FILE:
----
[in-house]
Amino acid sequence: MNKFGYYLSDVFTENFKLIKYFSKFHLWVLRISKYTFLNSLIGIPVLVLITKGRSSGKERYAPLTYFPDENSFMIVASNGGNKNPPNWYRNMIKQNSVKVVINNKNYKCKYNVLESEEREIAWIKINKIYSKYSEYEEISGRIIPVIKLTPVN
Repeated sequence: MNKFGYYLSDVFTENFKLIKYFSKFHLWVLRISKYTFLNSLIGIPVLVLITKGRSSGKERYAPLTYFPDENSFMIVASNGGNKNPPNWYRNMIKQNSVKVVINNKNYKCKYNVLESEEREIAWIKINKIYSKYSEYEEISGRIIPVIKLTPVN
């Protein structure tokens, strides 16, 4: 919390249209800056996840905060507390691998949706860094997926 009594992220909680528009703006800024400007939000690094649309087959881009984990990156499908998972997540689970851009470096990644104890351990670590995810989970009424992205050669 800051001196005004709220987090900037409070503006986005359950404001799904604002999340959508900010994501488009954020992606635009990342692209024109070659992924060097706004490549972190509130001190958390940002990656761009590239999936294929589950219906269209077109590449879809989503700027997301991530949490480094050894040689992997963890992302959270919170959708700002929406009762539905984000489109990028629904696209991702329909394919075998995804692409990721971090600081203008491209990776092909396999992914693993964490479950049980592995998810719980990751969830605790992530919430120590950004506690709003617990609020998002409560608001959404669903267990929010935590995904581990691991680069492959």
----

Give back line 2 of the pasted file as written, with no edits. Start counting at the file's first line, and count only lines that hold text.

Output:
Amino acid sequence: MNKFGYYLSDVFTENFKLIKYFSKFHLWVLRISKYTFLNSLIGIPVLVLITKGRSSGKERYAPLTYFPDENSFMIVASNGGNKNPPNWYRNMIKQNSVKVVINNKNYKCKYNVLESEEREIAWIKINKIYSKYSEYEEISGRIIPVIKLTPVN